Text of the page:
We tend to use a variant of BEM in our CSS at Clearleft. Glad to see that when we’ve hit these issues, we’ve taken the same approach.
A really terrific article from Dan on building pattern libraries. In summary:
- Naming things is hard,
- Separation of content and presentation is A Good Thing.
There are some really good insights here into getting just the right level of abstraction for a component—not too tightly tied to a specific visual display, but also not too tightly tied to a specific kind of content type:
When thinking about patterns, content strategists are primarily thinking about Content patterns, designers are primarily thinking about Display patterns, and front-end developers are responsible for bringing the two together.
(And it’s great to see Charlotte’s excellent article get a shout-out in the “Related reading” section at the end,)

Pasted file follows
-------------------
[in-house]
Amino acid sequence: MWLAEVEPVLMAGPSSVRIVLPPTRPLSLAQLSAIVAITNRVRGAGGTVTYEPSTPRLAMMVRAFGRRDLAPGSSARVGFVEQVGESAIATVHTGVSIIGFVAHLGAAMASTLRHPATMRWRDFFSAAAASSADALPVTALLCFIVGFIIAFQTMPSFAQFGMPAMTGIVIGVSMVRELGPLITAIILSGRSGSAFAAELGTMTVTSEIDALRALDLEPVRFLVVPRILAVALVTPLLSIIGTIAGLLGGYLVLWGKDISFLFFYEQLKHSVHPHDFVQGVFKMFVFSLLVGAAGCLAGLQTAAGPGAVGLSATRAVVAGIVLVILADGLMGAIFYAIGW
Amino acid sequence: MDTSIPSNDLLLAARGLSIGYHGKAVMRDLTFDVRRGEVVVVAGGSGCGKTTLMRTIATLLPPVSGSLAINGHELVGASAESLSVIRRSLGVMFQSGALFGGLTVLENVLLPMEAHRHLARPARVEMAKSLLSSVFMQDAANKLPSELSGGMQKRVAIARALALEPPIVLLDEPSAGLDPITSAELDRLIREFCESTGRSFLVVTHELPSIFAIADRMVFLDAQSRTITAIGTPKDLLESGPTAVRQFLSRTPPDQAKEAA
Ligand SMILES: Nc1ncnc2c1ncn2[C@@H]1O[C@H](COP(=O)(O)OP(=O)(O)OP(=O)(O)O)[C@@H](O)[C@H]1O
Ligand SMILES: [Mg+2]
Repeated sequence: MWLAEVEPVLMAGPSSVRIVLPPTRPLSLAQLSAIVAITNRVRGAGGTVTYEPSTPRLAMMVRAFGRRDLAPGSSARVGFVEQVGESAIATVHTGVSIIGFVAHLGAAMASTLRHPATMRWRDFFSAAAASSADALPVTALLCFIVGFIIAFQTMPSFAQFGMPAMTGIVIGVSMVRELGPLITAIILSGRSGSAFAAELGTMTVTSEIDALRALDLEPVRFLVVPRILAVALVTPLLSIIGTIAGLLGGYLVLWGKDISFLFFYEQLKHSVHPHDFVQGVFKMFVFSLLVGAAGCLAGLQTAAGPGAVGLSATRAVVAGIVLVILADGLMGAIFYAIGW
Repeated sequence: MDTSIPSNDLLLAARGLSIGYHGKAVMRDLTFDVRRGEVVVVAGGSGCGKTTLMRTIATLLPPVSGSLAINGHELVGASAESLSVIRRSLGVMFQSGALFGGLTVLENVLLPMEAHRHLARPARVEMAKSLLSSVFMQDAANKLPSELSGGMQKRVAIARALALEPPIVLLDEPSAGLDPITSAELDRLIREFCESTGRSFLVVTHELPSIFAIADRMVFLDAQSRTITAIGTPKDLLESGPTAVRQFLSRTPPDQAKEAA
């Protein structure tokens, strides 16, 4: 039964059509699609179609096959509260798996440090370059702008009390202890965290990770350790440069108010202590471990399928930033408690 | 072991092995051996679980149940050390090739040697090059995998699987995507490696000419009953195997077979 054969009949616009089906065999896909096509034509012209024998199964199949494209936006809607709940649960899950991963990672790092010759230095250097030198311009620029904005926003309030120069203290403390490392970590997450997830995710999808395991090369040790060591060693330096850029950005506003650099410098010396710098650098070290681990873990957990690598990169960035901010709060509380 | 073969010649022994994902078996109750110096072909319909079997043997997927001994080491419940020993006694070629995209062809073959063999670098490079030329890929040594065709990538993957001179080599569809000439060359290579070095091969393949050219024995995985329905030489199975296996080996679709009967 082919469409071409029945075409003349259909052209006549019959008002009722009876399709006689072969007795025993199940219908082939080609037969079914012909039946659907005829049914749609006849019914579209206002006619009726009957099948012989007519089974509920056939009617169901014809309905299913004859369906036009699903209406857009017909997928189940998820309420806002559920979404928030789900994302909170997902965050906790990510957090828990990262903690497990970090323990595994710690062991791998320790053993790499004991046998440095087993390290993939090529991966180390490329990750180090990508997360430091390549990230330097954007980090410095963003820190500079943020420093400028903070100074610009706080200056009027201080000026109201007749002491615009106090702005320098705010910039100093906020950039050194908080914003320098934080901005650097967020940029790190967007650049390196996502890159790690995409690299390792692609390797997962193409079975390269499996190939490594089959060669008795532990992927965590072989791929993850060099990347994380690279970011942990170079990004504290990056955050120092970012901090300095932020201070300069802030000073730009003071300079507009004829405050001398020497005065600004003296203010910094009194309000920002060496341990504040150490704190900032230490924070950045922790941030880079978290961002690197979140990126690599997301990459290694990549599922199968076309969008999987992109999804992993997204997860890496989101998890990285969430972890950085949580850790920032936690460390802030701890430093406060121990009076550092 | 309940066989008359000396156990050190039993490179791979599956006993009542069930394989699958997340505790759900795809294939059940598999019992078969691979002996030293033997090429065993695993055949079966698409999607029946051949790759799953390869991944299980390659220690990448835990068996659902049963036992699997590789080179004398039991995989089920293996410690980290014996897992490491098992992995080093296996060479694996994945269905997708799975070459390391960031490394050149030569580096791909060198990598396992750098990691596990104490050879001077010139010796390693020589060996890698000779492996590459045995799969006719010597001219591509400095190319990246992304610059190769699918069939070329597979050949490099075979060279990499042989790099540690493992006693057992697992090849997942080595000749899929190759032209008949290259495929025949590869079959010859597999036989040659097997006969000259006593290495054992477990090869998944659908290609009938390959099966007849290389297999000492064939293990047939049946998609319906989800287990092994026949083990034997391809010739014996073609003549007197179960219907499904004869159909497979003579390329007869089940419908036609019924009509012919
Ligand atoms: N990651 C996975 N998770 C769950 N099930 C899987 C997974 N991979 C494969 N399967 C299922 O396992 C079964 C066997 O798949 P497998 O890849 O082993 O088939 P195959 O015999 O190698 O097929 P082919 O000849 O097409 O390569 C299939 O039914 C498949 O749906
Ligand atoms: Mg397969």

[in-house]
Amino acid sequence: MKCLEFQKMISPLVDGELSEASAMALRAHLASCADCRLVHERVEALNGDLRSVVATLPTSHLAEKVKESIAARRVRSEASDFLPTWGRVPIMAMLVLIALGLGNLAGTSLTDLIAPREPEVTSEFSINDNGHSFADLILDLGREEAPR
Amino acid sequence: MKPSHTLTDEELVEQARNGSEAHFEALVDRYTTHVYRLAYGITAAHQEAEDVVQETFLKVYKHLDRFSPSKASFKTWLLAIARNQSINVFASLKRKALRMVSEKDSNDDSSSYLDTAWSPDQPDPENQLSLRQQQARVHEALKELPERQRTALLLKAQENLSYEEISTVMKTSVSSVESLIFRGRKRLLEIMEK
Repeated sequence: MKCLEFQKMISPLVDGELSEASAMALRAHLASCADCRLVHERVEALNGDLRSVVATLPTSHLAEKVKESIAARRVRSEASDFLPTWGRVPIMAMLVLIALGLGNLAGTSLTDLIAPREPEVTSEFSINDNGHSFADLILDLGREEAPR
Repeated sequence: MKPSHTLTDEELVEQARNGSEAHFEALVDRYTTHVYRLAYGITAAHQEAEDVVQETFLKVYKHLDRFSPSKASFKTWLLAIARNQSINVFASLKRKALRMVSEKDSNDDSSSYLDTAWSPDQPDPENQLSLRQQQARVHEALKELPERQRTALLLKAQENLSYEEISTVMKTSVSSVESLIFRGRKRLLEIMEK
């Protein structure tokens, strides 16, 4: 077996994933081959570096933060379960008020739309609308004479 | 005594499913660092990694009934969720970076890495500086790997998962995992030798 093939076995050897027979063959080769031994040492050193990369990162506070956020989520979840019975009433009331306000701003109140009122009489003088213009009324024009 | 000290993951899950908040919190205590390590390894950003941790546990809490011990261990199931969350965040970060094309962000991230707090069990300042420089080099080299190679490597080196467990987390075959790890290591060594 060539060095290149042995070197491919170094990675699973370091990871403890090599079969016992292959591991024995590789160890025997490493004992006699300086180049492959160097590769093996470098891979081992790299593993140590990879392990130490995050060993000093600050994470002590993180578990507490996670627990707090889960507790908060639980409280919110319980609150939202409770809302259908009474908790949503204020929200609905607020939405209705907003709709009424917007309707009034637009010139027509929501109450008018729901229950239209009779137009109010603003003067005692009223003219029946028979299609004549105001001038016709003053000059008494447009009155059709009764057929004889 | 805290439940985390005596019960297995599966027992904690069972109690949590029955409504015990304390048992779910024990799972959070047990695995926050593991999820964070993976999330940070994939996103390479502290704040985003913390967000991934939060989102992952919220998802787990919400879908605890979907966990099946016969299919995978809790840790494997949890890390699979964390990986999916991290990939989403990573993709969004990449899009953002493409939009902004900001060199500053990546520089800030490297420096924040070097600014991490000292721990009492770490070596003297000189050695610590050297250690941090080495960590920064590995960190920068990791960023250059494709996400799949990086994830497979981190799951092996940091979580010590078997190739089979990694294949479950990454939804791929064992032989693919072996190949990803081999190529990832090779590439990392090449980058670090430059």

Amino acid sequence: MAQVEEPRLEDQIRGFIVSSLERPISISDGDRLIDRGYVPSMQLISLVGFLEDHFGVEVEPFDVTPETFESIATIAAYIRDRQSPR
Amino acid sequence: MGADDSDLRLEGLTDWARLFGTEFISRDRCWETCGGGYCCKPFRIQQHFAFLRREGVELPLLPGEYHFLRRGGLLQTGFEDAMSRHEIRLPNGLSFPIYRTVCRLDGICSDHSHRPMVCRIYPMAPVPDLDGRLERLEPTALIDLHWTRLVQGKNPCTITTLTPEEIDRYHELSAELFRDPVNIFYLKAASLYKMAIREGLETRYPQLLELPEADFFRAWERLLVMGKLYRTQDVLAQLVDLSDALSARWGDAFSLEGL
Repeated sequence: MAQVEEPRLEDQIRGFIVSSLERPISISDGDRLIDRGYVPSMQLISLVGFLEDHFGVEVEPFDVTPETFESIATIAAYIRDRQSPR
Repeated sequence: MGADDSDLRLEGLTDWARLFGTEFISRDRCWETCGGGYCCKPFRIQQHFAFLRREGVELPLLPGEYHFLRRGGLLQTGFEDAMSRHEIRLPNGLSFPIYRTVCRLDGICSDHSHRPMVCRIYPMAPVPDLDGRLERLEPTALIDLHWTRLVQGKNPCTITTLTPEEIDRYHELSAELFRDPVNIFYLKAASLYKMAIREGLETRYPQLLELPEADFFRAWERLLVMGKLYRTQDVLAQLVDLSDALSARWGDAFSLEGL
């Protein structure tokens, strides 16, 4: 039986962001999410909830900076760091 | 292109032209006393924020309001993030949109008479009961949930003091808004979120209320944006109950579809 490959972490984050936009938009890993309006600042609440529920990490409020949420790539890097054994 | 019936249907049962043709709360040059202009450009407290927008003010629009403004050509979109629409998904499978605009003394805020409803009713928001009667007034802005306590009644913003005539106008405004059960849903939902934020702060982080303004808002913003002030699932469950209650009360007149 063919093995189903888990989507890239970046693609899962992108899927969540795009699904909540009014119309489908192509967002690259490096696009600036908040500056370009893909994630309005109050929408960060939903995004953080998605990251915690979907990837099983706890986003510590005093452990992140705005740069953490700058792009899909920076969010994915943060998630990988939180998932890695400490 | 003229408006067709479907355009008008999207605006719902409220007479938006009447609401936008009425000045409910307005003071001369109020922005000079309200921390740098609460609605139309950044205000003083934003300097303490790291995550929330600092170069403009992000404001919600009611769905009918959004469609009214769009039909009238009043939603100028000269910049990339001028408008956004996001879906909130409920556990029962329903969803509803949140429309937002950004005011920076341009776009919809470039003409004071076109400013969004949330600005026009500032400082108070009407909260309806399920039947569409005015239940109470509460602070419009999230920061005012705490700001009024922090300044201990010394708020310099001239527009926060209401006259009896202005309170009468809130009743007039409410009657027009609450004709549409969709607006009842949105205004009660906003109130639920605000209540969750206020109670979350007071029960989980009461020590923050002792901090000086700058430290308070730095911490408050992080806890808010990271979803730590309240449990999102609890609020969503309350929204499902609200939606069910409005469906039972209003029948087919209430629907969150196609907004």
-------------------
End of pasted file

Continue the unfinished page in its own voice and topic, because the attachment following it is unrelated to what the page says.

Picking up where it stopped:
Smart thinking from Harry here on a common issue when it comes to naming and styling. As he points out, the solution is not technical, but lies in how you form your mental model:
The design issue here is solved by subtly inverting the problem.
Tantek shares a fascinating history lesson from Tim Berners-Lee on how the IETF had him change his original nomenclature of UDI—Universal Document Identifier—to what we now use today: URL—Uniform Resource Locator.
Why you should say HTML classes, CSS class selectors, or CSS pseudo-classes, but not CSS classes - Tantek
I love that Tantek is as pedantic as I am …although I don’t think “pedantic” is exactly the right word.
The thought process behind trying to abstract class names that are used for layout in responsive designs (and can therefore refer to different widths depending on the context). Here, the author settles on letters. In the past, I’ve approached the same kind of abstraction by using latinised names.